Akbar the Great

Akbar the great was our cook. My father brought him from a distant place with a strange name. He was a strong lad with a round, clownish face. People around the house would quip in jittery laughter, ‘Akbar’s nose betrays his imperial name’. Someone else would join in, ‘His parents have wrongly thought that giving him such a name will lessen his comic features’. Perched on his face like a temporary installation, Akbar’s nose became a permanent marker of his personality, so much so that his excellent culinary skills were often times doubted by people outside the house.

His was not a peculiar nose; its oddness was peculiar. It just didn’t seem to fit. Instead of a tip, his nose had a surface, a round surface. A good look at his face triggered an amusement of sorts only witnessed in smug Kashmiri homes. To all this, Akbar had just one response – a silly smile which creased his face and resulted in more laughter. He would smile at you for no reason other than to be spared the tired analogy of his nose with his name. I pitied him.

In the middle of his fourth year with us, Akbar cracked. He had gone to his unmentionable home in the previous winter and since returning had not been himself. When asked, he would respond with an oppressing silence. More worrying to us was the fact that Akbar had stopped to smile. With his smile died the curiosities of the house members. The cheery house turned into a glum abode of lifeless ghosts. Akbar would keep to himself most of the time. Father didn’t press him. He would cook but not with the same refulgence of a grand cook in command of the palettes of the house members. The food lost some of the Akbar in it. No one protested or raised a question. We loved him dearly.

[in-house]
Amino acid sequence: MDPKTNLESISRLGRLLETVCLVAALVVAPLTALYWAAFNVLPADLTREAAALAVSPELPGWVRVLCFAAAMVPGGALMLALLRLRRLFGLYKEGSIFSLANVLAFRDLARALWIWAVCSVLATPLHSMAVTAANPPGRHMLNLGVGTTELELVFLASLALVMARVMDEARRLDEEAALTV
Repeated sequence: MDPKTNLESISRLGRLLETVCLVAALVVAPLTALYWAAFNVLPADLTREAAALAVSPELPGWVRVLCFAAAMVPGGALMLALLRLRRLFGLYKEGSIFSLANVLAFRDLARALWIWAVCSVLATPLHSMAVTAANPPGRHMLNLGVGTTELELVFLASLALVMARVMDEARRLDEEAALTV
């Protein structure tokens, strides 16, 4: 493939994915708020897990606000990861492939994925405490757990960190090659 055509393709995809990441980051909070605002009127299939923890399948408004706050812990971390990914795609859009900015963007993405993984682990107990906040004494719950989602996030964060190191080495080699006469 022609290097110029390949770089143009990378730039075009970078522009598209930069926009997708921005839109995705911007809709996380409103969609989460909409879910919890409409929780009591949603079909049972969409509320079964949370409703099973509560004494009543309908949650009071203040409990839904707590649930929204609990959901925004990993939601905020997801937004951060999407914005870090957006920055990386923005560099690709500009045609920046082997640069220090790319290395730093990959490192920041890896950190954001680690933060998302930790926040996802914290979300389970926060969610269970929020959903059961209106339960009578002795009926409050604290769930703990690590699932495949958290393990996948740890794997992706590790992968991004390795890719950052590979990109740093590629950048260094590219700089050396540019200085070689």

As golden Chinar leaves began to fall off the branches, Akbar took a final fall into irrecoverable madness. He collapsed one night after a bout of fit at the kitchen table. Next morning, he was laid out on a white bed at the Srinagar Mental Asylum, and the whole family registered the sadness with relapses of their own. The smiles of family members from then on grew inward. It seemed to me that Akbar’s absence was felt most by father who took refuge in a silence of his own. A silence unbroken even by Akbar’s death.

Originally published here — https://archive.authintmail.com/article/reporters-journal/akbar-great

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